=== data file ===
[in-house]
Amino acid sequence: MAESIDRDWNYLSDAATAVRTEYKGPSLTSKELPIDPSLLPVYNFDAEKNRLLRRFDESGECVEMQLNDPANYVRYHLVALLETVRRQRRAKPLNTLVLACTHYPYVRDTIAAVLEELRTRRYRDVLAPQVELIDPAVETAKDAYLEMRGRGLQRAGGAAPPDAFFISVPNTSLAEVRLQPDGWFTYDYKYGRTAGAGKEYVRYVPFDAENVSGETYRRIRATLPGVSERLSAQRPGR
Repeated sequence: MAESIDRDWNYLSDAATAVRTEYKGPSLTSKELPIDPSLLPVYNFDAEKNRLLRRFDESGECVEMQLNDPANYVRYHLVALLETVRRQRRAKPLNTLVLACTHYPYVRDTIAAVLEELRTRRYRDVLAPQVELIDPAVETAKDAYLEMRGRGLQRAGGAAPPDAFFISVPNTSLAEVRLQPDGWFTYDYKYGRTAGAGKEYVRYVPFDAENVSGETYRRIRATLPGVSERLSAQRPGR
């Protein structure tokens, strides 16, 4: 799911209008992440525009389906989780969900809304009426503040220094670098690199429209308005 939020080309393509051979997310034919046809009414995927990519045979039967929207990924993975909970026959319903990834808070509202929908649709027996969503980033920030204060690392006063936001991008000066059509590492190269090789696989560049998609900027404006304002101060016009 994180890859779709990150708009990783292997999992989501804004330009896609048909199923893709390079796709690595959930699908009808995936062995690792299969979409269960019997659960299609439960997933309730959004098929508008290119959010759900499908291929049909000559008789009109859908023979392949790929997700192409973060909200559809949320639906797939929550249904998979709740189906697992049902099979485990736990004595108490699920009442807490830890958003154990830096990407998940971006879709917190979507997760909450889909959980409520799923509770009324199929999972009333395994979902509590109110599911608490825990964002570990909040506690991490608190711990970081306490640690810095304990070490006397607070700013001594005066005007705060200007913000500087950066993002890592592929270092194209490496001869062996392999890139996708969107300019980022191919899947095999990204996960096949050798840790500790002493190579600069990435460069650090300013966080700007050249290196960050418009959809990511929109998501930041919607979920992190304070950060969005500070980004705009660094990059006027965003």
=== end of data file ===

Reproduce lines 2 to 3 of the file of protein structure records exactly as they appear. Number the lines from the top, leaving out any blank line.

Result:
Amino acid sequence: MAESIDRDWNYLSDAATAVRTEYKGPSLTSKELPIDPSLLPVYNFDAEKNRLLRRFDESGECVEMQLNDPANYVRYHLVALLETVRRQRRAKPLNTLVLACTHYPYVRDTIAAVLEELRTRRYRDVLAPQVELIDPAVETAKDAYLEMRGRGLQRAGGAAPPDAFFISVPNTSLAEVRLQPDGWFTYDYKYGRTAGAGKEYVRYVPFDAENVSGETYRRIRATLPGVSERLSAQRPGR
Repeated sequence: MAESIDRDWNYLSDAATAVRTEYKGPSLTSKELPIDPSLLPVYNFDAEKNRLLRRFDESGECVEMQLNDPANYVRYHLVALLETVRRQRRAKPLNTLVLACTHYPYVRDTIAAVLEELRTRRYRDVLAPQVELIDPAVETAKDAYLEMRGRGLQRAGGAAPPDAFFISVPNTSLAEVRLQPDGWFTYDYKYGRTAGAGKEYVRYVPFDAENVSGETYRRIRATLPGVSERLSAQRPGR